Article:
Dezeen Magazine

Sebastian Wrong launches "competitive" new lighting brand called Wrong London

Business news: British designer Sebastian Wrong is launching a new lighting company with offices in London and Hong Kong.

Wrong said he hoped the brand, called Wrong London, would become an "important, competitive" new player in the lighting sector.

The company will exploit affordable new LED technology coming out of the far east, which is making advanced lighting products "accessible and affordable," Wrong said.

It will launch in Milan in April and is a collaboration with Danish brand Hay. Wrong described the brand as an "evolution" of Wrong for Hay, the three-year-old collaboration between the designer and Hay.

Non-lighting products developed under the Wrong for Hay name will become part of the Hay lineup while the designer concentrates on the new brand.

The original partners - Hay co-founders Rolf and Mette Hay and Danish businessman Troels Holch Povlsen,  - remain shareholders in the new company. Hay is part of Nine United, a private group of companies headed Povlsen, who is founder of Danish fashion chain Bestseller.

"They're still my partners," Wrong told Dezeen. "We're all shareholders. That situation hasn't changed at all. It's a separate, UK registered company."

Wrong London will sell through Hay's stores and use the Danish brand's infrastructure. "We'll be fully independent from the Hay brand, but we'll still use Hay's logistics, warehousing, distribution and sales systems," Wrong said.

Wrong for Hay collection
Sebastian Wrong and Hay's debut Wrong for Hay collection was launched in September 2013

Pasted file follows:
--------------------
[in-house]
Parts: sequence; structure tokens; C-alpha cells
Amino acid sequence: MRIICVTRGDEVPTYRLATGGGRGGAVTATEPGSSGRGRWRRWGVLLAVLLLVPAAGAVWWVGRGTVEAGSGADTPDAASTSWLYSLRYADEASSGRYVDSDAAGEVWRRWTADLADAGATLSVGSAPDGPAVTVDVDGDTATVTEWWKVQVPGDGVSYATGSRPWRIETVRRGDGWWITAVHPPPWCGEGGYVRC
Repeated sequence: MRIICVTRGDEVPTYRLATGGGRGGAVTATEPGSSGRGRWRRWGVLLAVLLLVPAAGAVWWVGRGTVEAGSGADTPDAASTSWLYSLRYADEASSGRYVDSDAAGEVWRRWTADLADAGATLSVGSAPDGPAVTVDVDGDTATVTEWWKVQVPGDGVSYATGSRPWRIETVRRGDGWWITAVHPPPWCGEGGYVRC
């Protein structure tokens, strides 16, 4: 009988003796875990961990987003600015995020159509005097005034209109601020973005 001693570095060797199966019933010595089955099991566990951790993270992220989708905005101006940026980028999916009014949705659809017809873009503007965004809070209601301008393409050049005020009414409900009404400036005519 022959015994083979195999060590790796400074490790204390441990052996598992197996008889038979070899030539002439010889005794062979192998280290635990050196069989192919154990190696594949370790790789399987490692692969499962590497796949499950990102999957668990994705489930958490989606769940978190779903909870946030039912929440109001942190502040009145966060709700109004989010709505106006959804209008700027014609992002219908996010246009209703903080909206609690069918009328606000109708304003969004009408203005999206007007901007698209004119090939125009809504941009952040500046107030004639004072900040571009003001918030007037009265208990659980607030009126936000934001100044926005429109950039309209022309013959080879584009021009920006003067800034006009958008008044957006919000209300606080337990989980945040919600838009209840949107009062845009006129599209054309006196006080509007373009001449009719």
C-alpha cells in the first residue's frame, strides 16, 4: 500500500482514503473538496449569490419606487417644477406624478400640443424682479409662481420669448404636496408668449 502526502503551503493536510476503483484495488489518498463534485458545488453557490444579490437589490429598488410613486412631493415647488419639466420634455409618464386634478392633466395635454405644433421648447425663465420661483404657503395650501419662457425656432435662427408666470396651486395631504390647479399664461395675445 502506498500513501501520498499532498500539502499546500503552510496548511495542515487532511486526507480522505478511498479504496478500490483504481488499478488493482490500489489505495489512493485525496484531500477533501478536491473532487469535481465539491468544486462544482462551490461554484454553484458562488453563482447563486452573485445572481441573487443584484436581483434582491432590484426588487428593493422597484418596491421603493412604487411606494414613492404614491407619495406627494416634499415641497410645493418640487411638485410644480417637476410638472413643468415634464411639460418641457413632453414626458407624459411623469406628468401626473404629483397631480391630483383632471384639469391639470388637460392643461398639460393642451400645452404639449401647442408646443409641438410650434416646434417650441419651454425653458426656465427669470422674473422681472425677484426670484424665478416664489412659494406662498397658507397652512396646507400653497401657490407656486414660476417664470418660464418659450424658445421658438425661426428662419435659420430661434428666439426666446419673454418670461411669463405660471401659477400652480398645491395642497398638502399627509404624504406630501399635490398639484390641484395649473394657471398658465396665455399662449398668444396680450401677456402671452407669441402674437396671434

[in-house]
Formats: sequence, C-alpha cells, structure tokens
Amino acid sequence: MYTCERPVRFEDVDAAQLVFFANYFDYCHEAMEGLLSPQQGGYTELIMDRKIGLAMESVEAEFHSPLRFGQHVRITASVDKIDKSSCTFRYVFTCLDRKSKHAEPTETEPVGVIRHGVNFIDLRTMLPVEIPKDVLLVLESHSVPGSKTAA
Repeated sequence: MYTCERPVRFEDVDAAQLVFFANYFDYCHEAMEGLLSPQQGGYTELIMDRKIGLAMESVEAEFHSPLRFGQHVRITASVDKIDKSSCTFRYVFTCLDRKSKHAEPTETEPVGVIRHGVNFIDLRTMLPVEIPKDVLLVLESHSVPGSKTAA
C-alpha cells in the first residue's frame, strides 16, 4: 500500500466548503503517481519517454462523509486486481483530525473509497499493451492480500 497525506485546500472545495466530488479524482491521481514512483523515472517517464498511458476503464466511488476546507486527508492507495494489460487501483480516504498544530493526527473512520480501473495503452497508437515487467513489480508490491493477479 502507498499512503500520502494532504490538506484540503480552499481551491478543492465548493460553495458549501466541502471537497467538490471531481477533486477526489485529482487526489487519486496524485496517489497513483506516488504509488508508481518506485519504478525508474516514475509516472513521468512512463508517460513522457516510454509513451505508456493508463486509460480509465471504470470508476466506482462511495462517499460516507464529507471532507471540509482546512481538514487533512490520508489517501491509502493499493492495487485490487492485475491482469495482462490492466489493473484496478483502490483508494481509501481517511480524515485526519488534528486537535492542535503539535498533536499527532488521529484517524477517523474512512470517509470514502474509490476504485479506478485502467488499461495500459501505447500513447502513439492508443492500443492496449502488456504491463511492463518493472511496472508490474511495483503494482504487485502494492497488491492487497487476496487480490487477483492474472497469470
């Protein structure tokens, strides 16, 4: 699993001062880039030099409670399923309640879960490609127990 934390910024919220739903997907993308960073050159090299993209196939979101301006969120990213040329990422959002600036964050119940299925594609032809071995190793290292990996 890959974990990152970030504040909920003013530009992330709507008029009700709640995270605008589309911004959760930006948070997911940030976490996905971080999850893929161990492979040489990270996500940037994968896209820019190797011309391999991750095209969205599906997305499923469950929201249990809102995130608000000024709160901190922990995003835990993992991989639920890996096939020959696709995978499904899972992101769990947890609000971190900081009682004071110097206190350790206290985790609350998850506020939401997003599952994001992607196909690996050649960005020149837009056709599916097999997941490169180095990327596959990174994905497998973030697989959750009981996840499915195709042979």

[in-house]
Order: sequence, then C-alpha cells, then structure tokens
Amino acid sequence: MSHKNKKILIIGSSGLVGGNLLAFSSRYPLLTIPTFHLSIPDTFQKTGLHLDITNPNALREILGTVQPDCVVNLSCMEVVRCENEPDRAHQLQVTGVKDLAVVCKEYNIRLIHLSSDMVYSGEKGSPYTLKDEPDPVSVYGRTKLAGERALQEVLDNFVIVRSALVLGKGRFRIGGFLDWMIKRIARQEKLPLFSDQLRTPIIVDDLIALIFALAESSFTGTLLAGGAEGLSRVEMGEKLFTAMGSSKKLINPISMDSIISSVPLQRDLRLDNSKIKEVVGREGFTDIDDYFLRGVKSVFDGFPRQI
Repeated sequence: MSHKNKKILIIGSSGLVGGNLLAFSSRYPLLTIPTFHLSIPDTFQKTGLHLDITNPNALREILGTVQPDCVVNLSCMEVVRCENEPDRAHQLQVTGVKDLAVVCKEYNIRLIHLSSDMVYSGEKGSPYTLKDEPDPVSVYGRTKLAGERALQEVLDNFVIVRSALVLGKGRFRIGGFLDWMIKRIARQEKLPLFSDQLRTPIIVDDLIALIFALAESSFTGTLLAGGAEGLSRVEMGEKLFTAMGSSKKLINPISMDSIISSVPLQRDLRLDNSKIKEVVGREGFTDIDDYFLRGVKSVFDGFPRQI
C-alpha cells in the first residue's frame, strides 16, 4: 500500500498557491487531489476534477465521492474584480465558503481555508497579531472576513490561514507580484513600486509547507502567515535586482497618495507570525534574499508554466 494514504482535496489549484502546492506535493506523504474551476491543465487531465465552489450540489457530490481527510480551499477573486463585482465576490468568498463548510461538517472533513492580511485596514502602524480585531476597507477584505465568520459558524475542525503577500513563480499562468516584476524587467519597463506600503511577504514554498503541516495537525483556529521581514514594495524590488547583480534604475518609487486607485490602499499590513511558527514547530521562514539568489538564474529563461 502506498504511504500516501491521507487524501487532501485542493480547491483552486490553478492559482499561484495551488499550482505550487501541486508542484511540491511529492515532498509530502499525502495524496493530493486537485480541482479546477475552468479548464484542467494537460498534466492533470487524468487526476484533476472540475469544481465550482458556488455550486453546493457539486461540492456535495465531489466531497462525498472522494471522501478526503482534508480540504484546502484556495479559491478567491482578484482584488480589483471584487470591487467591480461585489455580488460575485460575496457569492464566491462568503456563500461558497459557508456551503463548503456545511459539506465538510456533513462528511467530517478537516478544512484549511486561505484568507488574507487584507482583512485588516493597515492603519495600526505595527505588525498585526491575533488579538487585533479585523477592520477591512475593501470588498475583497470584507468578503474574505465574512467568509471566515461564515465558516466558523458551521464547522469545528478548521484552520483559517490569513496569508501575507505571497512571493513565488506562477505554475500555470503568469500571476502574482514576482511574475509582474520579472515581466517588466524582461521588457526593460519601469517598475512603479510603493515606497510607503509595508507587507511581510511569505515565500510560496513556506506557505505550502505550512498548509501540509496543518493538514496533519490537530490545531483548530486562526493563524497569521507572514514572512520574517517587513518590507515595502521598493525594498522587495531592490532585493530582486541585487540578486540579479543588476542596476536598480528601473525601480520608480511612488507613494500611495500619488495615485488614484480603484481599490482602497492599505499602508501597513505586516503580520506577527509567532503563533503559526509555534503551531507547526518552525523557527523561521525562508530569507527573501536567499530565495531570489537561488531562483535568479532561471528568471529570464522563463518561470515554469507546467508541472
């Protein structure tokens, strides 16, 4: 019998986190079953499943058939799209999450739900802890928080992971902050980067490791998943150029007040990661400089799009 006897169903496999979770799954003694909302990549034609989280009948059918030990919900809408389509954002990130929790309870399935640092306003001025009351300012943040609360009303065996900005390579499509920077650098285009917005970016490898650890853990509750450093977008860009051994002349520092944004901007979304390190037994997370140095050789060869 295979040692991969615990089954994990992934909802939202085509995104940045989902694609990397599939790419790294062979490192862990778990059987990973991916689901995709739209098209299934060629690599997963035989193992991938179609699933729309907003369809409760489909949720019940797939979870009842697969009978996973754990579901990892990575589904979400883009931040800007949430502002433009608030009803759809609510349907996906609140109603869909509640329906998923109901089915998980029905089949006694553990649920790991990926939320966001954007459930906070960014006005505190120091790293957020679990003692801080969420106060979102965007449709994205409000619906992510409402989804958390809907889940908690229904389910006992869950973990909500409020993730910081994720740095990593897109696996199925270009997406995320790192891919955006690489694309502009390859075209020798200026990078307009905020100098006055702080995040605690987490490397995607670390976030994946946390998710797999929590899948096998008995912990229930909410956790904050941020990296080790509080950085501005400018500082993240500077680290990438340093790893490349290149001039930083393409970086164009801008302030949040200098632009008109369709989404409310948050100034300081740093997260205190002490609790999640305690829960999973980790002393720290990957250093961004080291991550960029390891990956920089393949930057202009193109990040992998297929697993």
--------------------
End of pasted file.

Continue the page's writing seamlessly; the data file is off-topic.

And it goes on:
Wrong for Hay launched its debut collection in September 2013. The collaboration started out as a way of bringing Wrong's expertise in lighting to the Danish brand, which previously produced furniture and accessories, but not lighting.

The new company, which launches with five employees in London and four in Hong Kong working on product development, will make a clearer separation between Hay's product range and Wrong's.

"We decided we wanted to become a specialist lighting company," Wrong explained. “Wrong for Hay had lighting as well as furniture and accessories. We realised that with Hay it would be better for us and better for them if we focused on our specialist area without competing with Hay."

Wrong – who designed the bestselling Spun series of lights for Flos in 2003 – said he felt the market was now ready for a new lighting brand since technology now made it possible to develop advanced products at affordable prices.

"The lighting industry is really changing. It's becoming accessible and affordable now in terms of technology," Wrong said.

The Spun light, which Wrong designed in 2003, is one of Flos' bestselling designs

With a product development team in Hong Kong, Wrong London will be able to work with LED suppliers in China, Korea, Japan and Taiwan, Wrong said.

"This is the hub [for LED technology]," Wrong said. "This is where the newest of the new is coming out. It's very much about being involved in that and knowing what's happening and not just using it as a supply base."

Wrong London will launch a total of 17 new products this year, with lights by designers including Pierre Charpin, Stefan Diez, Lars Beller Fjetland, Johan van Hengel, Joel Hoff, SmithMatthias and Bertjan Pot.

"We're launching a very special task light we've been working on for three years with Pierre Charpin" Wrong said. "It's a very precise, technical product."

Other products will feature fabrics by flamboyant Dutch textile brand Vlisco.

"I would like us to become a very important, competitive lighting brand that appeals to a wide range of consumers, doing everything from very technical products to very eclectic, colourful, strong collaborations as well," Wrong said.

Wrong, who was born in 1971, was previously co-founder and design director of British furniture and lighting brand Established & Sons. He left the brand in 2013.

Other products designed by Wrong include the Wrong Woods series of furniture created in collaboration with artist Richard Woods, and the Font Clock for Established & Sons.